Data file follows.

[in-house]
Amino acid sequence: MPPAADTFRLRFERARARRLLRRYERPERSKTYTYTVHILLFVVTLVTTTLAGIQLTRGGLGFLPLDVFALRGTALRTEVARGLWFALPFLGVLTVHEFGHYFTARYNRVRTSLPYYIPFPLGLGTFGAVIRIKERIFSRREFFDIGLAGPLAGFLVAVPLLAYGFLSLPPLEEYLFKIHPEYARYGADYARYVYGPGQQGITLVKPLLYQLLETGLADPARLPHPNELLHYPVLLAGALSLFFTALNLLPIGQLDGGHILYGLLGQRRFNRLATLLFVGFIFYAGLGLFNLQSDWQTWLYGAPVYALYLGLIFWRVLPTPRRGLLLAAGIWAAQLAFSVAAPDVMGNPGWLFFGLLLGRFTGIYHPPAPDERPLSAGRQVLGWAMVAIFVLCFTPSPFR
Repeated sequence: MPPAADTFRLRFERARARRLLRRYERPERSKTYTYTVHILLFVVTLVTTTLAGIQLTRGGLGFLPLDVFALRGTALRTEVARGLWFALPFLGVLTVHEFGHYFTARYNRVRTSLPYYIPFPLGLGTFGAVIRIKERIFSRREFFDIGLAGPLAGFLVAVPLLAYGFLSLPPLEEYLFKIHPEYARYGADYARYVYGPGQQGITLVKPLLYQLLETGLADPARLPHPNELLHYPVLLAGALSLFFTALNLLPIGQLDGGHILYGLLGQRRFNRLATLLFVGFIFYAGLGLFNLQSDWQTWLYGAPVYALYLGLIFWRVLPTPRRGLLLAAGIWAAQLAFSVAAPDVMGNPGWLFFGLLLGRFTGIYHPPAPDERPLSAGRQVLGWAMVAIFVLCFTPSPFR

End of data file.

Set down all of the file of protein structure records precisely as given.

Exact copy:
[in-house]
Amino acid sequence: MPPAADTFRLRFERARARRLLRRYERPERSKTYTYTVHILLFVVTLVTTTLAGIQLTRGGLGFLPLDVFALRGTALRTEVARGLWFALPFLGVLTVHEFGHYFTARYNRVRTSLPYYIPFPLGLGTFGAVIRIKERIFSRREFFDIGLAGPLAGFLVAVPLLAYGFLSLPPLEEYLFKIHPEYARYGADYARYVYGPGQQGITLVKPLLYQLLETGLADPARLPHPNELLHYPVLLAGALSLFFTALNLLPIGQLDGGHILYGLLGQRRFNRLATLLFVGFIFYAGLGLFNLQSDWQTWLYGAPVYALYLGLIFWRVLPTPRRGLLLAAGIWAAQLAFSVAAPDVMGNPGWLFFGLLLGRFTGIYHPPAPDERPLSAGRQVLGWAMVAIFVLCFTPSPFR
Repeated sequence: MPPAADTFRLRFERARARRLLRRYERPERSKTYTYTVHILLFVVTLVTTTLAGIQLTRGGLGFLPLDVFALRGTALRTEVARGLWFALPFLGVLTVHEFGHYFTARYNRVRTSLPYYIPFPLGLGTFGAVIRIKERIFSRREFFDIGLAGPLAGFLVAVPLLAYGFLSLPPLEEYLFKIHPEYARYGADYARYVYGPGQQGITLVKPLLYQLLETGLADPARLPHPNELLHYPVLLAGALSLFFTALNLLPIGQLDGGHILYGLLGQRRFNRLATLLFVGFIFYAGLGLFNLQSDWQTWLYGAPVYALYLGLIFWRVLPTPRRGLLLAAGIWAAQLAFSVAAPDVMGNPGWLFFGLLLGRFTGIYHPPAPDERPLSAGRQVLGWAMVAIFVLCFTPSPFR